> Why? `let` is block-scoped rather than function-scoped like `var`.
> 

```ts
// bad
var count = 1;
if (true) {
  count += 1;
}

// good, use the let.
let count = 1;
if (true) {
  count += 1;
}
```

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Functions

  • 3.1 Unused Parameters: Remove them. To prevent them make sure to use noUnusedParameters in your tsconfig.json file.
> We may end up with parameters that are not used when we refactor. If we keep them we risk
> having incorrect documentation and all sort of confusions.
> 
> In some cases, when creating listeners a function may require a certain signature which will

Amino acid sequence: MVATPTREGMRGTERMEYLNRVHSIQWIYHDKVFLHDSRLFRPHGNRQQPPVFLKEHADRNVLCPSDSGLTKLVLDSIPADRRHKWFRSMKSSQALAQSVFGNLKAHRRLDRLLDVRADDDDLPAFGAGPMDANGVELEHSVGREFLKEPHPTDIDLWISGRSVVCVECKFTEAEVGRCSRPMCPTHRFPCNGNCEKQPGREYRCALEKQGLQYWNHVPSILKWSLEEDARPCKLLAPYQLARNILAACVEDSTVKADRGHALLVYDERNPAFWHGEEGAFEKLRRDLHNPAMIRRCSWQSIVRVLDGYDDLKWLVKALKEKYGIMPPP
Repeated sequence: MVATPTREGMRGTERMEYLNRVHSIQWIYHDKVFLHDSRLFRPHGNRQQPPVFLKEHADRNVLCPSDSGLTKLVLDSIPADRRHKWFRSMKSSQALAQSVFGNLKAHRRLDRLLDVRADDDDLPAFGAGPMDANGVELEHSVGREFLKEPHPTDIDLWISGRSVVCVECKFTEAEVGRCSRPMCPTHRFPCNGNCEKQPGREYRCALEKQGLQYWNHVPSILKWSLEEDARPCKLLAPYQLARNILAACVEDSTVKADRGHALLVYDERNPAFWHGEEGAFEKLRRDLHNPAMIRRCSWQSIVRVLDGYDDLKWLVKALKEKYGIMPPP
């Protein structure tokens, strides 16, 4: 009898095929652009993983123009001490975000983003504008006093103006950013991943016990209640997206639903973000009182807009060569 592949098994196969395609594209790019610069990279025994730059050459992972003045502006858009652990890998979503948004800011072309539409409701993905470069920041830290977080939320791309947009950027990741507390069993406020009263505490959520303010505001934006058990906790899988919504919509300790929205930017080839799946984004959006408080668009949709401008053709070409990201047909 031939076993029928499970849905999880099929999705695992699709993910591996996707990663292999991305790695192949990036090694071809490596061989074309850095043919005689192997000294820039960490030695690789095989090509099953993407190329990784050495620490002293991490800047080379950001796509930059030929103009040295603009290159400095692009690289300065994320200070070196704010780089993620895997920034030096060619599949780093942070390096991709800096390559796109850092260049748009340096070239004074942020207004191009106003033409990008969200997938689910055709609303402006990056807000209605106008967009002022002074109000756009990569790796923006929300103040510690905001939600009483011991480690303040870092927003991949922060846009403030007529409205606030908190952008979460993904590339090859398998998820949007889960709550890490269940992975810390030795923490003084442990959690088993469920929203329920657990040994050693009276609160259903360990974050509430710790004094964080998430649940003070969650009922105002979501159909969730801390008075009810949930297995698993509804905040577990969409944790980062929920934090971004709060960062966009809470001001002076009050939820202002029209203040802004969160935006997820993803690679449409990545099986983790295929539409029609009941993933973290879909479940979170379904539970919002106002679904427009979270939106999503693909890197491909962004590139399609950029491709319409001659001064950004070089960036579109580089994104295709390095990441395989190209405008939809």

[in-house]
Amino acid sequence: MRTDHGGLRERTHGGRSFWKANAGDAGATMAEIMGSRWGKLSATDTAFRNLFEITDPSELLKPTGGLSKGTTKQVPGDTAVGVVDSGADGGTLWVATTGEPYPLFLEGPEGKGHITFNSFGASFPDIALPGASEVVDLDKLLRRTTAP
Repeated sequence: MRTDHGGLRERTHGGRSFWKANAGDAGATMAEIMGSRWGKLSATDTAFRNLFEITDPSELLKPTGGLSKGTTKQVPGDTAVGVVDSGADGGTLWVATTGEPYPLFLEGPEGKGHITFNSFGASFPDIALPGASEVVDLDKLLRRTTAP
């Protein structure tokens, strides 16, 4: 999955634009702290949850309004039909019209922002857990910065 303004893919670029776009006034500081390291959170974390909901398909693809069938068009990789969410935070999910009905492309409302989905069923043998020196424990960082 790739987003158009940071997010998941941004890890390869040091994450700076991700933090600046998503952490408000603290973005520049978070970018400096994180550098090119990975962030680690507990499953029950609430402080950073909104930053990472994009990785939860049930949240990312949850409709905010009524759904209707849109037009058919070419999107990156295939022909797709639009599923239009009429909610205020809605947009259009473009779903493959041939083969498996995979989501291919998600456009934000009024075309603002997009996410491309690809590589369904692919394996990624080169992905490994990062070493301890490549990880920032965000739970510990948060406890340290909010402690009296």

> undoubtedly bring us unused parameters. When this is the case simply name the placeholder
> variables with a leading underscore.
> 

```ts
// bad
function foo(a, b, c) {
  return a + b;
}

// good
function foo(a, b) {
  return a + b;
}
```

  • 3.2 Signature/Invocation: Functions with multiline signatures, or invocations, should be indented just like every other multiline list in this guide: with each item on a line by itself, with a trailing comma on the last item.

    // bad
    function foo(bar,
                 baz,
                 quux) {
      // ...
    }
    
    // good
    function foo(
      bar,
      baz,
      quux,
    ) {
      // ...
    }
    
    // bad
    console.log(foo,
      bar,
      baz);
    
    // good
    console.log(
      foo,
      bar,
      baz,
    );